Slim Potatohead is based in Alberta, Canada, but his camping trips have taken him all over the American West in an effort to escape Canadian winters and enjoy boondocking spots in the desert and mountains.
Slim documents his travels on his YouTube channel. He not only features some excellent footage of places like the Grand Canyon and Joshua Tree, but he has a very helpful series of videos on his Aliner trailer modifications and repairs.
An Aliner is a lightweight popup travel trailer that tows with a low profile, but its walls lever up to create a tipi-like structure with tons of headroom. Typically they contain two beds (one that converts into a dinette), a kitchen, and sometimes a small bathroom. Slim chose his Aliner for its space-saving qualities, low profile, and adaptability.
“I’d been camping since I was a child. Mostly backpacking in with everything on my back. I had been dead set against being an “RVer” for along time. I equated it with those big RVs that I get stuck behind on mountain roads or take up several spaces at a campground,” he says. “But when I found there was a little trailer that folded up and didn’t take a lot of space, my mindset changed. I was looking for something more secure than a tent, something that could be removed when I just want to use my Jeep. The A-frame was the perfect match, and I got it at an amazing price.”
You don’t need to own an Aliner to benefit from Slim’s simple and smart mod ideas. In fact, many of his ideas translate over to any type of RV.
Slim covers a variety of topics from installing solar panels and waterproofing RV windows with epoxy to making cabinet knobs out of pine cones. He even built a collapsible shower/potty area under a bench seat with PVC pipe, bungee cords, and broom handle clips.
Modifying his little trailer not only makes it more of a home while on the road, but has given him a dedicated DIY following. Especially among camping fans who don’t want to spend a lot of money on modifications and don’t own many tools.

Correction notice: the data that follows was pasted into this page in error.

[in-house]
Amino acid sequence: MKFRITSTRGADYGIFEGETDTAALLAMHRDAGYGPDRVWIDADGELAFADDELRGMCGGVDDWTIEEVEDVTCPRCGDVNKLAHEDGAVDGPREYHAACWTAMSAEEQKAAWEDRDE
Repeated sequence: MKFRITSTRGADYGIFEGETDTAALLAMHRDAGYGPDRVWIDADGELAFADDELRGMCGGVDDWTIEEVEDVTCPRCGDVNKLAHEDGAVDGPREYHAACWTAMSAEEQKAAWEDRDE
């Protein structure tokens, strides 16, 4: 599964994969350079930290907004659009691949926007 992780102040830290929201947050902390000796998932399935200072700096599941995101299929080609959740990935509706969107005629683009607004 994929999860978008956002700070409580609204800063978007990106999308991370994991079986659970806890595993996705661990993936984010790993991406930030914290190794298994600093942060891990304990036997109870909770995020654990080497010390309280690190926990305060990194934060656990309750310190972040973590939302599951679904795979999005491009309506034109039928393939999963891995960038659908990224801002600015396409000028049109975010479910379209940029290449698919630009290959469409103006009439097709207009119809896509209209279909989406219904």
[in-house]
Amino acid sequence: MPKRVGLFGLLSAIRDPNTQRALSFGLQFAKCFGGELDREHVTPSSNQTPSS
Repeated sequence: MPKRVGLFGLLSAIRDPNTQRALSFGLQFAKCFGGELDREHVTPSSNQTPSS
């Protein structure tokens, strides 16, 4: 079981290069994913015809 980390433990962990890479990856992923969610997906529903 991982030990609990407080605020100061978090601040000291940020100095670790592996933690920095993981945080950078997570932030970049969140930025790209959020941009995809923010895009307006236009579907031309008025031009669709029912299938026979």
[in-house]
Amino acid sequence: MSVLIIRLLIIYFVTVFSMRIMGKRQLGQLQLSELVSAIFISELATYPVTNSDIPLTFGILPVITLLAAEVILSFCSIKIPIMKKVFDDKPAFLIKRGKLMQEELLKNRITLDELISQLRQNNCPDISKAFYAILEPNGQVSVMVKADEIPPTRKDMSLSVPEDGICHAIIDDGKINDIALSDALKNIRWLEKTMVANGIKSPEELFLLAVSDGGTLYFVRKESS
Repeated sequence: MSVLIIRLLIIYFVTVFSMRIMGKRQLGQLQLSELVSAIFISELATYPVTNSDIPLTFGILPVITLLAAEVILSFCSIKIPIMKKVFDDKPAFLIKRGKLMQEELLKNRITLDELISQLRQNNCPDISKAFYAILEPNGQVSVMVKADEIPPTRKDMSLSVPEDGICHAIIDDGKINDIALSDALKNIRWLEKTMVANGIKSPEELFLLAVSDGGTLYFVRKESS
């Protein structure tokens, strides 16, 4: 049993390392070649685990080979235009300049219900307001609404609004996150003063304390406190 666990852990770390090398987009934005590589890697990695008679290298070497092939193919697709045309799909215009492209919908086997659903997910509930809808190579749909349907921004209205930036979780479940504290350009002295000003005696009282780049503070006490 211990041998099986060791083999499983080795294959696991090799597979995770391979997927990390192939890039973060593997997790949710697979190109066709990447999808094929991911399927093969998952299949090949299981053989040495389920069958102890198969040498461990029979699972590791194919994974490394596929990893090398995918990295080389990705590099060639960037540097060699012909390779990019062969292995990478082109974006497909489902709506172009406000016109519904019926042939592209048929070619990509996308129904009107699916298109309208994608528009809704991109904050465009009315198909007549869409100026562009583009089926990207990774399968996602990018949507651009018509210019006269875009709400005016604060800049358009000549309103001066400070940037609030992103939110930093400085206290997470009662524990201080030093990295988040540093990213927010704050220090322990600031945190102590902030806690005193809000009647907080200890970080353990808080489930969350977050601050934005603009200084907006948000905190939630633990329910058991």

“I claim no special skills or qualifications,” Slim says. “I do this because I enjoy it. I like to explore and I like to experiment. My videos are about my ideas and stories, not about me. I like it that way.”
Some of his most popular videos are his Low-Cost Ideas for an Aliner series. Each videos covers “I should have thought of that” ideas that can benefit any type of RV or camping trailer. A few of the best ones include the following:
Slim’s original Aliner thermostat wasn’t in a convenient location and didn’t have a good temperature range. Slim installed an inexpensive 12V digital thermostat temperature controller from Amazon by his bedside for easier access. The controller can be pre-set to turn the heater on or off depending on the inside temps.
Slim’s Aliner had a lip on the floor that met the bottom of the front door. The lip not only trapped dirt and debris, but it was also sharp and painful if he kneeled on it.
He removed the metal lip with a nibbler tool, tin snips and filed it down. He used some 5-Minute Epoxy to create a watertight seal. He also added a piece of aluminum with rivets outside the door for additional water protection.
Slim does travel during the off-season and for extra insulation on his floor, he installed children’s interlocking play mats. While adding some primary color to the camper, the mats also don’t move around and offer a thickness not available with other insulation.
Slim’s Aliner came with standard dome lights that don’t offer much directional light. To light up his work table (complete with a North America map covered with Dry-Erase plexiglass) Slim used a mylar windshield reflector from a dollar store and some Velcro strips to make a dropdown lampshade.
The shade covers up the dome lamp to create better light for reading or trip planning.
One of Slim’s cheapest mod ideas is also one of the most brilliant. Jars and other items in his cooler would sometimes break open or spill while he was towing his trailer on rough roads. To prevent food items from moving around, he placed a half-deflated beach ball into the cooler to pad the items. Inflate the ball for campsite fun!
Even though Slim concentrates his modifications on the Aliner, personalizing a manufactured RV really only requires some creative thinking, the courage to try something new, and the willingness to re-visit and update old projects.